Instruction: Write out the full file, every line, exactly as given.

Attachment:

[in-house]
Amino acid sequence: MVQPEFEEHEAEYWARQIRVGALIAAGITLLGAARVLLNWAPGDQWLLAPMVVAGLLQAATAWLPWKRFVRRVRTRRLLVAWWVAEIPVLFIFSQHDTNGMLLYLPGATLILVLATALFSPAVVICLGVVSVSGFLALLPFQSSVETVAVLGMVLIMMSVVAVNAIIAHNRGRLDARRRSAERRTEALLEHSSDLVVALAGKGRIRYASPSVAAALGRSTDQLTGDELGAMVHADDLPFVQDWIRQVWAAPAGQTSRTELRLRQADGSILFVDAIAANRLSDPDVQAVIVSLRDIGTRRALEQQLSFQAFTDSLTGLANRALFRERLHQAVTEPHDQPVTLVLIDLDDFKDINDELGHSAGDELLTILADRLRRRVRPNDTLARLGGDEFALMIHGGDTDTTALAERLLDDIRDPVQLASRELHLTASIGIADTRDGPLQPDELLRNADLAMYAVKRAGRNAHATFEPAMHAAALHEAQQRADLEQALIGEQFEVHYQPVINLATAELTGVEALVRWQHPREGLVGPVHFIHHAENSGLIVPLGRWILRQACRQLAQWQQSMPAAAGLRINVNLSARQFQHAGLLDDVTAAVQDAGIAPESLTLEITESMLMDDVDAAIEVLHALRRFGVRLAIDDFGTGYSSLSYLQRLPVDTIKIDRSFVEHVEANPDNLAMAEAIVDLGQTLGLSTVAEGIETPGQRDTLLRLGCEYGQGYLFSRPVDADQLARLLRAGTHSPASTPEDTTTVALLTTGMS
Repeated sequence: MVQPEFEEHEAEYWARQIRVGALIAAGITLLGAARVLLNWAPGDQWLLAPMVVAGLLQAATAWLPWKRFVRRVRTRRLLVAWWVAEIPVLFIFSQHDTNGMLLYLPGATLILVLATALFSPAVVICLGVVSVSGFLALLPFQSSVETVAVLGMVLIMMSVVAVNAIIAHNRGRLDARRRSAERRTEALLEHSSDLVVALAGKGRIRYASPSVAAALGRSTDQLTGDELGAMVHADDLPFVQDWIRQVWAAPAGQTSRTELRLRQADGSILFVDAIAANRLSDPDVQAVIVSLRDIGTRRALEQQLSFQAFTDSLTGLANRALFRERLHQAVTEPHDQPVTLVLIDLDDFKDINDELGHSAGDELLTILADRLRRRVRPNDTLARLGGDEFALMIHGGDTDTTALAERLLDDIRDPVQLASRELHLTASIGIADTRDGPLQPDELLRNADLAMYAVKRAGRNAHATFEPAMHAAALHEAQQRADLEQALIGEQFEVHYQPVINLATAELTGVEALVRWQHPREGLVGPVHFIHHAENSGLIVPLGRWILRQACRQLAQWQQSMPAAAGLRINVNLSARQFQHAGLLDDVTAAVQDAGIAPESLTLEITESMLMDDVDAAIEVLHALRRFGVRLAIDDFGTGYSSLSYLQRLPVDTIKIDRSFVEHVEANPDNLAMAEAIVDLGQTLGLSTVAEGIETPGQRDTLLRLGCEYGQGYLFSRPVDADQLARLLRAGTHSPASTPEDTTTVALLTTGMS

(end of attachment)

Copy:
[in-house]
Amino acid sequence: MVQPEFEEHEAEYWARQIRVGALIAAGITLLGAARVLLNWAPGDQWLLAPMVVAGLLQAATAWLPWKRFVRRVRTRRLLVAWWVAEIPVLFIFSQHDTNGMLLYLPGATLILVLATALFSPAVVICLGVVSVSGFLALLPFQSSVETVAVLGMVLIMMSVVAVNAIIAHNRGRLDARRRSAERRTEALLEHSSDLVVALAGKGRIRYASPSVAAALGRSTDQLTGDELGAMVHADDLPFVQDWIRQVWAAPAGQTSRTELRLRQADGSILFVDAIAANRLSDPDVQAVIVSLRDIGTRRALEQQLSFQAFTDSLTGLANRALFRERLHQAVTEPHDQPVTLVLIDLDDFKDINDELGHSAGDELLTILADRLRRRVRPNDTLARLGGDEFALMIHGGDTDTTALAERLLDDIRDPVQLASRELHLTASIGIADTRDGPLQPDELLRNADLAMYAVKRAGRNAHATFEPAMHAAALHEAQQRADLEQALIGEQFEVHYQPVINLATAELTGVEALVRWQHPREGLVGPVHFIHHAENSGLIVPLGRWILRQACRQLAQWQQSMPAAAGLRINVNLSARQFQHAGLLDDVTAAVQDAGIAPESLTLEITESMLMDDVDAAIEVLHALRRFGVRLAIDDFGTGYSSLSYLQRLPVDTIKIDRSFVEHVEANPDNLAMAEAIVDLGQTLGLSTVAEGIETPGQRDTLLRLGCEYGQGYLFSRPVDADQLARLLRAGTHSPASTPEDTTTVALLTTGMS
Repeated sequence: MVQPEFEEHEAEYWARQIRVGALIAAGITLLGAARVLLNWAPGDQWLLAPMVVAGLLQAATAWLPWKRFVRRVRTRRLLVAWWVAEIPVLFIFSQHDTNGMLLYLPGATLILVLATALFSPAVVICLGVVSVSGFLALLPFQSSVETVAVLGMVLIMMSVVAVNAIIAHNRGRLDARRRSAERRTEALLEHSSDLVVALAGKGRIRYASPSVAAALGRSTDQLTGDELGAMVHADDLPFVQDWIRQVWAAPAGQTSRTELRLRQADGSILFVDAIAANRLSDPDVQAVIVSLRDIGTRRALEQQLSFQAFTDSLTGLANRALFRERLHQAVTEPHDQPVTLVLIDLDDFKDINDELGHSAGDELLTILADRLRRRVRPNDTLARLGGDEFALMIHGGDTDTTALAERLLDDIRDPVQLASRELHLTASIGIADTRDGPLQPDELLRNADLAMYAVKRAGRNAHATFEPAMHAAALHEAQQRADLEQALIGEQFEVHYQPVINLATAELTGVEALVRWQHPREGLVGPVHFIHHAENSGLIVPLGRWILRQACRQLAQWQQSMPAAAGLRINVNLSARQFQHAGLLDDVTAAVQDAGIAPESLTLEITESMLMDDVDAAIEVLHALRRFGVRLAIDDFGTGYSSLSYLQRLPVDTIKIDRSFVEHVEANPDNLAMAEAIVDLGQTLGLSTVAEGIETPGQRDTLLRLGCEYGQGYLFSRPVDADQLARLLRAGTHSPASTPEDTTTVALLTTGMS